You’ve been a reporter for what, 10, 15, 20 years? You’re an ace at good ol’ boots-on-the-ground reporting.
But there is something nagging at you. Well, more like someone: The new millennial hire. This kid comes walking in with tight pants, pastel cardigans and technology savvy.
Beyond a general annoyance at their smugness and constant need for approval, there’s also a slight fear. The new kid is talking about SEOs, post engagement, Facebook Live and the digital age of journalism. Worse, you have no idea what she means.
How do you keep up?
One way is to learn how to use digital tools and how they can help you find stories and get people to read them. A good place to start is learning how to use Twitter as a reporting tool.
Following companies and people on Twitter is an obvious way to see what’s happening on your beat. But with news breaking all the time—350,000 tweets are sent each minute—you need to stay on top of things. Enter Tweetdeck, a management app from Twitter that lets users categorize tweets and keep an eye on people, beats and topics by creating various columns.
Users on Tweetdeck can create different types of columns. The ones reporters are typically most interested are lists, specific users, mentions and hashtags.
Take a look at the screenshot of my Tweetdeck. From left to the right, columns show a public safety list, the Denver police account, people mentioning the Denver police and tweets that include the hashtag #DashOn. (The last one has nothing to do with reporting and everything to do with my favorite soccer team. But it works for demonstration purposes)
Lists are key for staying on top of beats. I’ve created several, some for journalists, some for accounts in areas of interests, some for friends. By creating a list, you’re curating what tweets come across your column’s feed.
To create your own list of sources, go to an account using the Twitter interface and click on the gear next to the “Follow” button on the right. Select the second option down to add or remove the user to a list.
From there, a pop-up box will show existing lists and give the option to create a new one. All you have to do is select the box next to an existing list or hit create. Once you’re done, close the box.
One thing to note: Lists are public and users receive notifications when they’ve been added so you may want to think carefully about what you name them. You can also create private lists that only you can see and that won’t send notifications to users. In the screenshot you’ll see that my friends list—which I’ve named, “Who I Actually Care About”—has a lock next to it, signifying that it’s private.
You can also subscribe to other people’s lists. For example, the Reynold’s Center has list compiled of economics journalists, publications and speakers. Many publications have lists of their staffers as well as dedicated reporting teams for specific events like the Rio Olympics, debate nights, election nights, etc. Some of your sources may also have lists.
If you wanted to subscribe to someone else’s list, simply go to their account and click lists. It’s one of the options immediately under an account’s header photo. It will not be displayed if a user does not have any lists. From there, select the list you’re interested in and hit subscribe.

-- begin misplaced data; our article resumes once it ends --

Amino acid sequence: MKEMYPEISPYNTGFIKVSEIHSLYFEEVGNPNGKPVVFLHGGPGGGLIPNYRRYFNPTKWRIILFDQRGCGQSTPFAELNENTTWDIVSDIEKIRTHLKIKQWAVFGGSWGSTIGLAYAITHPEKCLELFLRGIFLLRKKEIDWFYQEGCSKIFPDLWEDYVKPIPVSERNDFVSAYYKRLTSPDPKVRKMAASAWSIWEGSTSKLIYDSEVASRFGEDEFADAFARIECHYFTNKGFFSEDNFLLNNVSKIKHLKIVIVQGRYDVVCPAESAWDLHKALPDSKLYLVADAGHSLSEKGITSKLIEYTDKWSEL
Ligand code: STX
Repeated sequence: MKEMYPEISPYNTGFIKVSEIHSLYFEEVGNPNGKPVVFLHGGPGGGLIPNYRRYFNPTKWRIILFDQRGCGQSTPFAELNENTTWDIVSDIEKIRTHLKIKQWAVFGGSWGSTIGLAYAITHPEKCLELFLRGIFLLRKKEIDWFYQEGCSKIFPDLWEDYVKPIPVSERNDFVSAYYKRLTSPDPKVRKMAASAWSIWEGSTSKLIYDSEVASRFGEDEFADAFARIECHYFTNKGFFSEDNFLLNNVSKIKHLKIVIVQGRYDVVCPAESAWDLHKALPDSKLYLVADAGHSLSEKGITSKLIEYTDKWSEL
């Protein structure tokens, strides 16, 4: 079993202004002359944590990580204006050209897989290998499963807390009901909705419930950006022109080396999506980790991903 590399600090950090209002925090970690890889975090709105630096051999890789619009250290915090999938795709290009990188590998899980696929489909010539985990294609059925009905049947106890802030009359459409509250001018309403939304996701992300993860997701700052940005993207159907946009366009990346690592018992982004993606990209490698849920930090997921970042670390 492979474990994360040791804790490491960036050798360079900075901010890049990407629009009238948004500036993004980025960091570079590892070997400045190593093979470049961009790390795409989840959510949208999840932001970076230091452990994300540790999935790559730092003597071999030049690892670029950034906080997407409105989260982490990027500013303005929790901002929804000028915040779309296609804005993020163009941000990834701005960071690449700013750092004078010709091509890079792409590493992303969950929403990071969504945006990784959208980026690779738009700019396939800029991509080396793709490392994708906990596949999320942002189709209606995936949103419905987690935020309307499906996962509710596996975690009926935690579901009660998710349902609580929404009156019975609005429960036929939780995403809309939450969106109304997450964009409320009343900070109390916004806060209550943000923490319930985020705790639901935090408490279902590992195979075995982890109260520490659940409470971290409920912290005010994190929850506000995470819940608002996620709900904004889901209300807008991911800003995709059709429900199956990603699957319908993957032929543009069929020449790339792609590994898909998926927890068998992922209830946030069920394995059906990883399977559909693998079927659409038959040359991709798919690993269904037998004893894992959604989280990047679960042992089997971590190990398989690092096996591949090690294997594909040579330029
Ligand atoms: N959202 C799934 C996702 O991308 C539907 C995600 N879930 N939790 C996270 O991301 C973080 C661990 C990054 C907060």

To put the list on your Tweetdeck, simply click the plus sign on the lower left. A bunch of options will pop up. Click list, select the one you want and hit add column. Next thing you know, you have your list as the far most column on the right.
Accounts and mentions
As a reporter, you likely have a couple of sources you need to keep a particularly close eye on. In order to stay up to date, it’s nice to have a column just for their tweets as well as a column for people tweeting at them.
From a general breaking news standpoint, I have the Denver police Twitter account up in case they tweet about a shooting, murder, suspicious package, stabbing, etc. Right next to it, I have a list of people talking to the Denver police. This can be helpful to both catch some breaking news and to gauge public sentiment.
Now look at it from a business standpoint. Say you cover Tesla Motors. Their Twitter account, most likely managed by someone in their public relations department, will keep you informed on whatever messaging they’re pushing. More importantly, you’ll see what good or bad things their customers are saying.
To set these up, click the plus sign (“Add column”) and select “User.” Search for the subject of your desire and hit “Add column.” Click on the plus sign again but select mentions this time. Search for the account and add the column. You don’t need to follow an account in order to set up a column for them.
Searching for hashtags
Hashtags are helpful to gauge the public reaction to anything from product launches to trending events. They’re also great for following breaking news. Did a minimum wage protest just take a violent turn? Protesters will likely take to Twitter as it happens.
Look for a protest’s or general topic’s hashtag is (e.g. #minimumwage). Click the plus sign and then select search. Type in the hashtag and hit enter. A new column appears.
Those are the basics on using Tweetdeck. It may be overwhelming at first but you’ll be surprised by how quickly you get used to it. Next up in this series will be posts on how to zero in on a topic using advanced search and basic Twitter techniques to help you cultivate sources and field news tips.